Thanks for this explanation. Now I understand the behavior of EXPT in CLISP and Lispworks, and I will modify the patch for SBCL accordingly.

Regards,
Roman

2010/4/30 Harald Hanche-Olsen <hanche@math.ntnu.no>
It seems to me that the hyperspec is quite specific about
(expt 0.0 0):

 When power-number is an integer 0, then the result is always the
 value one in the type of base-number, even if the base-number is
 zero (of any type). That is:

  (expt x 0) ==  (coerce 1 (type-of x))

You can't possibly get any clearer than that.

And it continues:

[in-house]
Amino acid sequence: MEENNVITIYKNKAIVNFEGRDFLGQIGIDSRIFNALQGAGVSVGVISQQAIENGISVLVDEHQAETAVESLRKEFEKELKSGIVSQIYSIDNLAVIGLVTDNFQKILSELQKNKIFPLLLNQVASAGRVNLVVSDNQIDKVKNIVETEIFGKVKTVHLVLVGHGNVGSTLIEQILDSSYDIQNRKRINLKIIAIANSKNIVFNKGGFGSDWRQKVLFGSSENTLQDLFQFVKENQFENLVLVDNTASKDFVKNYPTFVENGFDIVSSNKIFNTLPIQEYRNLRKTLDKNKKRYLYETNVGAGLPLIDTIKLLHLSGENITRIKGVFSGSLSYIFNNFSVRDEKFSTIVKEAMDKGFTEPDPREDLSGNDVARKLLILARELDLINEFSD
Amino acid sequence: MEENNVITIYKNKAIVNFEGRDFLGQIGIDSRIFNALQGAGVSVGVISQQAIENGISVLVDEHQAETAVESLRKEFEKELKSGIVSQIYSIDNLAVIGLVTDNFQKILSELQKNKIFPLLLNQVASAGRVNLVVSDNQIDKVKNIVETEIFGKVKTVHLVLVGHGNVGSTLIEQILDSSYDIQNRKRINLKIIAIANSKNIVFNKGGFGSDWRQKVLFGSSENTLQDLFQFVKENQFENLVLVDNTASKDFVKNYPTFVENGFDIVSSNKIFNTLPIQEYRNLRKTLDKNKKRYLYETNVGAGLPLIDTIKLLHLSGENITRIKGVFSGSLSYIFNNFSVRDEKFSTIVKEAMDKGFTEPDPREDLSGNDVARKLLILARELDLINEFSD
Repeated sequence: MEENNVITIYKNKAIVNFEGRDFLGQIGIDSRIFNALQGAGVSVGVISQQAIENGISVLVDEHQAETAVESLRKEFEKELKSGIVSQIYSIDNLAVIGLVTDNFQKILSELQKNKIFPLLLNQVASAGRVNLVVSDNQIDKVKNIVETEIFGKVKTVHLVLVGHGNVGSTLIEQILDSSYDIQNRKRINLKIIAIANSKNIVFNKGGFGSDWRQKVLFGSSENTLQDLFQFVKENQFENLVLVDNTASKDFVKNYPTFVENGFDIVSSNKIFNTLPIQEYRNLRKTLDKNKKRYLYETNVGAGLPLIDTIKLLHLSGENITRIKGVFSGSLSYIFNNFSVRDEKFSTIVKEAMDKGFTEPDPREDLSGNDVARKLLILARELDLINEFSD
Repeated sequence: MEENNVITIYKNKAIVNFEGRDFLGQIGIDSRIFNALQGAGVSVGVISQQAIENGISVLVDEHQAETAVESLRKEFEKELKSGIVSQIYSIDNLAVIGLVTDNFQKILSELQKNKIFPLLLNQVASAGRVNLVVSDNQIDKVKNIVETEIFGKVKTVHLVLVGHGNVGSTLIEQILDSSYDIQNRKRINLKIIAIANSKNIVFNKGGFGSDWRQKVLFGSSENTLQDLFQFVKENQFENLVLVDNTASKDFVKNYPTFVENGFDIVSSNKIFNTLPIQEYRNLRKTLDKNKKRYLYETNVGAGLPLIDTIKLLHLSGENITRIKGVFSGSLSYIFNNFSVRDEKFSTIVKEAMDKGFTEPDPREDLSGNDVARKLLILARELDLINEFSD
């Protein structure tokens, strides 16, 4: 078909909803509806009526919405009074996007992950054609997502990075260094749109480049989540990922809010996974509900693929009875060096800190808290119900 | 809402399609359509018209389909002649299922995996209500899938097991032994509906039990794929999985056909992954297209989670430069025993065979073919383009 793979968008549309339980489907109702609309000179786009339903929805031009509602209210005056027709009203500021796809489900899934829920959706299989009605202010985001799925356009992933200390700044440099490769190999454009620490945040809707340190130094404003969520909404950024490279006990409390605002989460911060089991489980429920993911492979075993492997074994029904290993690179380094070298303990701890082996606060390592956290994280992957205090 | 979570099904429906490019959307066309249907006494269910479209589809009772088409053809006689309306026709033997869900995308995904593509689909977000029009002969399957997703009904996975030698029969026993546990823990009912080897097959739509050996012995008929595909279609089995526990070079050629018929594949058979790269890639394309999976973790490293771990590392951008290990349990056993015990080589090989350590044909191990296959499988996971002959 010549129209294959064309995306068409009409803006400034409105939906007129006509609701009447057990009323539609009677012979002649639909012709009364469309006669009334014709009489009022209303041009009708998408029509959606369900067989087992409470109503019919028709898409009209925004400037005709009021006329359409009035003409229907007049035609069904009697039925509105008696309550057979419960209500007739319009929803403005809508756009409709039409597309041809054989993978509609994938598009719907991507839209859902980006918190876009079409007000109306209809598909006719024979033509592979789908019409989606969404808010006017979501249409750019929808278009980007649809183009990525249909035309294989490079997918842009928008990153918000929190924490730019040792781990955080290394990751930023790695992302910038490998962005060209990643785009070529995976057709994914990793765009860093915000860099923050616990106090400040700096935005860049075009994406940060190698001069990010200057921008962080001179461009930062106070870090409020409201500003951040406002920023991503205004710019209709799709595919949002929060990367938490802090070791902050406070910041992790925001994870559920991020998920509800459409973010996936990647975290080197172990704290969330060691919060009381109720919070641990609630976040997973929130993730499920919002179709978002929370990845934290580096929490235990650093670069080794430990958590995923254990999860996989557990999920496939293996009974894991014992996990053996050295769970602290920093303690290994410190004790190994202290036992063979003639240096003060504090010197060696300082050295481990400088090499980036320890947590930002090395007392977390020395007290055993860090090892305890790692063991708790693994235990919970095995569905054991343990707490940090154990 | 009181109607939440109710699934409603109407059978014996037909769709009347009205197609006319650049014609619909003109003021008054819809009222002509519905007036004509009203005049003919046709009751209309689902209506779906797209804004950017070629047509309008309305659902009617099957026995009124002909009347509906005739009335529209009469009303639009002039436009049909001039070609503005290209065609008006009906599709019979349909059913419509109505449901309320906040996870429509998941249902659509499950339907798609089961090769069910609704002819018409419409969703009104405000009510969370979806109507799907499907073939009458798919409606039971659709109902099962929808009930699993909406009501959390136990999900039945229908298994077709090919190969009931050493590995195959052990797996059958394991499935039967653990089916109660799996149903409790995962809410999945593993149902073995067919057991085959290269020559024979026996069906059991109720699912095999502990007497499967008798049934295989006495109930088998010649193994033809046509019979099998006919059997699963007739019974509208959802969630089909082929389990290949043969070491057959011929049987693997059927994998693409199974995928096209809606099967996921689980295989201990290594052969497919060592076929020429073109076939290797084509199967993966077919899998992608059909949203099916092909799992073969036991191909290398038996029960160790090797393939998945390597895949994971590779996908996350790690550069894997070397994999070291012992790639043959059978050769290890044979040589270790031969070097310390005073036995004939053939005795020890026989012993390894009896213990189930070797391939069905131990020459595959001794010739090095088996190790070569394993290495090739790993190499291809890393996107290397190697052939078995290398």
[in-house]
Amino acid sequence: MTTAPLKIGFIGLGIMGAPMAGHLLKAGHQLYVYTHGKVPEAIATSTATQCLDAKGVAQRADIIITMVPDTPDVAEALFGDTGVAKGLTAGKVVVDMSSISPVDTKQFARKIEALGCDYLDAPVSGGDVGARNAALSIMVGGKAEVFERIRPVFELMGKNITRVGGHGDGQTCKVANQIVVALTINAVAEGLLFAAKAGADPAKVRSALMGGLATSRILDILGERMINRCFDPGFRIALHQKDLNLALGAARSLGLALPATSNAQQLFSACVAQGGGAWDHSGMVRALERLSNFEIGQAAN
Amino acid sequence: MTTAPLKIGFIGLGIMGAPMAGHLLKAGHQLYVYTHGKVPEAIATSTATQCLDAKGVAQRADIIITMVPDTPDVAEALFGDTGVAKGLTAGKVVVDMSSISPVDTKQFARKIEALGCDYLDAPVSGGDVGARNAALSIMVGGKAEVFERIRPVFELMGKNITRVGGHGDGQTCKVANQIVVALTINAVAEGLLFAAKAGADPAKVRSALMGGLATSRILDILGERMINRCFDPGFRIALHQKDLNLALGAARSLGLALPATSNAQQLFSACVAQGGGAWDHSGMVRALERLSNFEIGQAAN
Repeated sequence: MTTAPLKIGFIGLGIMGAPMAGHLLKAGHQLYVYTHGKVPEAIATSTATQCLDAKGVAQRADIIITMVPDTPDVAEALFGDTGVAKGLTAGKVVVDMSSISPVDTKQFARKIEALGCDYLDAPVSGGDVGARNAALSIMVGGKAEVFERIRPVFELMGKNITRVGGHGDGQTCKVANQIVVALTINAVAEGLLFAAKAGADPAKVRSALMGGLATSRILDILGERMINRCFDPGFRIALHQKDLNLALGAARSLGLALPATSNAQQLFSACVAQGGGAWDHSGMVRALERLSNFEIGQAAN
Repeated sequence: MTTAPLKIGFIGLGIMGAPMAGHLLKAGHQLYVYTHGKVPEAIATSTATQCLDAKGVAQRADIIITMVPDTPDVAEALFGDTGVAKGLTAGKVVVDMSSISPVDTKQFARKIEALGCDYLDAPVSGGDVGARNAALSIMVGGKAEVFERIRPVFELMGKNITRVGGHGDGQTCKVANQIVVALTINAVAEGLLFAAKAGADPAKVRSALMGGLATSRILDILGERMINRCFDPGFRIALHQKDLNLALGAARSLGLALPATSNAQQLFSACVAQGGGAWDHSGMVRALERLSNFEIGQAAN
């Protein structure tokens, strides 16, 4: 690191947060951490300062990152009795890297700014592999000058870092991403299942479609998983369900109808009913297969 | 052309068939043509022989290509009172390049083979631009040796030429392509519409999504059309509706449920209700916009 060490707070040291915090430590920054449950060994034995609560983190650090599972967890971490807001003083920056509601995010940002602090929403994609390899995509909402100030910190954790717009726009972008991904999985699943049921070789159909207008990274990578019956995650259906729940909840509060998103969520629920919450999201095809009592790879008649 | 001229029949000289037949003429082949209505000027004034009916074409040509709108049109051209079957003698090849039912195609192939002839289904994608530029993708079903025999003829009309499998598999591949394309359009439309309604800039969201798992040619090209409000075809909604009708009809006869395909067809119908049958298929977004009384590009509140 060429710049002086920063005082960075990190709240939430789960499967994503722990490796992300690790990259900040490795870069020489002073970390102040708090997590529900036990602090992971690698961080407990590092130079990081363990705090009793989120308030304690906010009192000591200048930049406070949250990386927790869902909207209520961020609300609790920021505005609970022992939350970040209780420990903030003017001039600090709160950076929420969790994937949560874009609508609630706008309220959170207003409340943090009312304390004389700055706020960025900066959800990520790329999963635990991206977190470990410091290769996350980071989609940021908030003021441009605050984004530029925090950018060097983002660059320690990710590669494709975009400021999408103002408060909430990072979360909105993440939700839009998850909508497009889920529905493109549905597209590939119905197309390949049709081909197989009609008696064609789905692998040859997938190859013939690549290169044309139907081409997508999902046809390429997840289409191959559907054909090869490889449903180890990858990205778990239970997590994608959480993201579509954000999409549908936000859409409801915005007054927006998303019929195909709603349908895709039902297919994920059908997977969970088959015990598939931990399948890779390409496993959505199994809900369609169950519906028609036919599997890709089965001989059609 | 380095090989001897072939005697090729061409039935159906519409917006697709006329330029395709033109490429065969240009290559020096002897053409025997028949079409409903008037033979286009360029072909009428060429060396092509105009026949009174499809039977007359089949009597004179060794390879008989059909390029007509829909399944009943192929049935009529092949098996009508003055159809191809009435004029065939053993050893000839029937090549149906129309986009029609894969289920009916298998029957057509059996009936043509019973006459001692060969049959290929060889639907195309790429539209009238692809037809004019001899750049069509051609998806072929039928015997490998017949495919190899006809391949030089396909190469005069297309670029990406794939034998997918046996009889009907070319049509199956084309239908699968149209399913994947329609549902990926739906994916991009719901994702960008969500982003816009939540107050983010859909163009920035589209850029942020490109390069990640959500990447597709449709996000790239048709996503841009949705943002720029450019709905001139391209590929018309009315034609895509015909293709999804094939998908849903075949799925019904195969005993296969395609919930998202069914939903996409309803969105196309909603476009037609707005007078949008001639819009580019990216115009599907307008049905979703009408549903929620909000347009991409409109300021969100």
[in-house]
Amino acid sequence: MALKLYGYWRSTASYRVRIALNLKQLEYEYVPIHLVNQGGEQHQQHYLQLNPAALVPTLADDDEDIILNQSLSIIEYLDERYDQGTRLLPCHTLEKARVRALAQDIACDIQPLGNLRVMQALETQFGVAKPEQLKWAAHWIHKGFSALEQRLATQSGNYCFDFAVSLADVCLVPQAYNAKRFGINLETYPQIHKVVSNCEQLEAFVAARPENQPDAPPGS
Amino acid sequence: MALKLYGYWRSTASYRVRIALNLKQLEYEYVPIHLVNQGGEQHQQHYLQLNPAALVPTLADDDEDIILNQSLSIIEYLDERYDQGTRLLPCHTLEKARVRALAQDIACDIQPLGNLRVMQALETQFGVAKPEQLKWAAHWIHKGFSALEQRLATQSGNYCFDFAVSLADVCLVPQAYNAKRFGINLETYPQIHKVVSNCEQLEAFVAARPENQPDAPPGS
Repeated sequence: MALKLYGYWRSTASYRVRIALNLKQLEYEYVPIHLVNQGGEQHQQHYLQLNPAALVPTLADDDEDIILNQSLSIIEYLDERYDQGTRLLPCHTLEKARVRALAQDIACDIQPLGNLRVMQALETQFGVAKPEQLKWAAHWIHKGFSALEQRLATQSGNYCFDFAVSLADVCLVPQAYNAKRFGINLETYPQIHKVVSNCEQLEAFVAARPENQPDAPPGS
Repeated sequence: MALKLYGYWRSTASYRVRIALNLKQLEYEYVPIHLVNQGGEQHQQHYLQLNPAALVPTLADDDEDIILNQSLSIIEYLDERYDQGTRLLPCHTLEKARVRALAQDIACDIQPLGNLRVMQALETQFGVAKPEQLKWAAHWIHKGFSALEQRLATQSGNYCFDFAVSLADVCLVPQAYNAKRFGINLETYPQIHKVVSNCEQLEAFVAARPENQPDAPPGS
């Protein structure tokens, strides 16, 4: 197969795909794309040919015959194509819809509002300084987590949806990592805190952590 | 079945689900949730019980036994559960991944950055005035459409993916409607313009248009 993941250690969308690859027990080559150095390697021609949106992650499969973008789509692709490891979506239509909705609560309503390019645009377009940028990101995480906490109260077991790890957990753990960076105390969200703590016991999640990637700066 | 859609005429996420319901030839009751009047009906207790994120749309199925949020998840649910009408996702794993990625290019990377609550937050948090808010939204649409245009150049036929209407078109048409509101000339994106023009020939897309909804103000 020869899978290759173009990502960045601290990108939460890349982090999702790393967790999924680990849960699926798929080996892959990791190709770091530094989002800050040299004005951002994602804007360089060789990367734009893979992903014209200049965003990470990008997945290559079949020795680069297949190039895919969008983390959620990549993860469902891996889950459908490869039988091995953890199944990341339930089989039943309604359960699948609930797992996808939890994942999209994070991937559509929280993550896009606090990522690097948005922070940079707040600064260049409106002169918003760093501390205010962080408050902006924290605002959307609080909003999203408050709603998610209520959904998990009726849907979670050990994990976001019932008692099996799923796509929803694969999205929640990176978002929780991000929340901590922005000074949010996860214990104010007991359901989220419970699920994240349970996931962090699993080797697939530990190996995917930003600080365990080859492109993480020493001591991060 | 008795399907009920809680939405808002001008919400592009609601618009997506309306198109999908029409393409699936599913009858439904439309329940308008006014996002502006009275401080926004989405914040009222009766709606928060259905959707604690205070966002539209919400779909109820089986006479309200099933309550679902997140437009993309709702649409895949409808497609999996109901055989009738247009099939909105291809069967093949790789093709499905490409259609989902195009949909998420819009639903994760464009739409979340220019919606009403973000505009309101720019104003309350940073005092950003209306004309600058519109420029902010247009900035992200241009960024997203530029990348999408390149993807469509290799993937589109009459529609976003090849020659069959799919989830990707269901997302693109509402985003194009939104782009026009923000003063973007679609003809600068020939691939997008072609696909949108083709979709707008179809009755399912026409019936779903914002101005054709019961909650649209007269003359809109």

If power-number is a zero of any other type, then the result is also
 the value one, in the type of the arguments after the application of
 the contagion rules in Section 12.1.1.2 (Contagion in Numeric
 Operations), with one exception: the consequences are undefined if
 base-number is zero when power-number is zero and not of type
 integer.

In other words, the consequences of (expt ZERO 0.0) are undefined if
ZERO is a zero of any type.

- Harald

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